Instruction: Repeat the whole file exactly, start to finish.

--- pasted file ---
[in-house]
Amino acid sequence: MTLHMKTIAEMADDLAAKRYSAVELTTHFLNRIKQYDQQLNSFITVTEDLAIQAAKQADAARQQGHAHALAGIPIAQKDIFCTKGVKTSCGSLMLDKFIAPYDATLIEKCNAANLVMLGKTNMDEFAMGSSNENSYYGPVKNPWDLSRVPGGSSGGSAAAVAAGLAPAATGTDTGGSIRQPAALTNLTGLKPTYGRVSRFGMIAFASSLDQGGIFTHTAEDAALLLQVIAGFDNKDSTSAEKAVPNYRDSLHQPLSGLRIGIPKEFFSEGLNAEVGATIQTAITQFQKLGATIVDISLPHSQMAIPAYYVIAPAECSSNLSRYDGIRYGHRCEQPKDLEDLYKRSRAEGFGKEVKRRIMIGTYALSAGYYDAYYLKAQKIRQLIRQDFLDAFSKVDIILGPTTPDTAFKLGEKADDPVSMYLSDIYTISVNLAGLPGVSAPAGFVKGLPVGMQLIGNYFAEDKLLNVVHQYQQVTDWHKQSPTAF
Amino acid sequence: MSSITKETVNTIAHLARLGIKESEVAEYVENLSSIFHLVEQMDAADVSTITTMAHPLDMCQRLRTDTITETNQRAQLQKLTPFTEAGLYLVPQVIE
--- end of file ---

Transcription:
[in-house]
Amino acid sequence: MTLHMKTIAEMADDLAAKRYSAVELTTHFLNRIKQYDQQLNSFITVTEDLAIQAAKQADAARQQGHAHALAGIPIAQKDIFCTKGVKTSCGSLMLDKFIAPYDATLIEKCNAANLVMLGKTNMDEFAMGSSNENSYYGPVKNPWDLSRVPGGSSGGSAAAVAAGLAPAATGTDTGGSIRQPAALTNLTGLKPTYGRVSRFGMIAFASSLDQGGIFTHTAEDAALLLQVIAGFDNKDSTSAEKAVPNYRDSLHQPLSGLRIGIPKEFFSEGLNAEVGATIQTAITQFQKLGATIVDISLPHSQMAIPAYYVIAPAECSSNLSRYDGIRYGHRCEQPKDLEDLYKRSRAEGFGKEVKRRIMIGTYALSAGYYDAYYLKAQKIRQLIRQDFLDAFSKVDIILGPTTPDTAFKLGEKADDPVSMYLSDIYTISVNLAGLPGVSAPAGFVKGLPVGMQLIGNYFAEDKLLNVVHQYQQVTDWHKQSPTAF
Amino acid sequence: MSSITKETVNTIAHLARLGIKESEVAEYVENLSSIFHLVEQMDAADVSTITTMAHPLDMCQRLRTDTITETNQRAQLQKLTPFTEAGLYLVPQVIE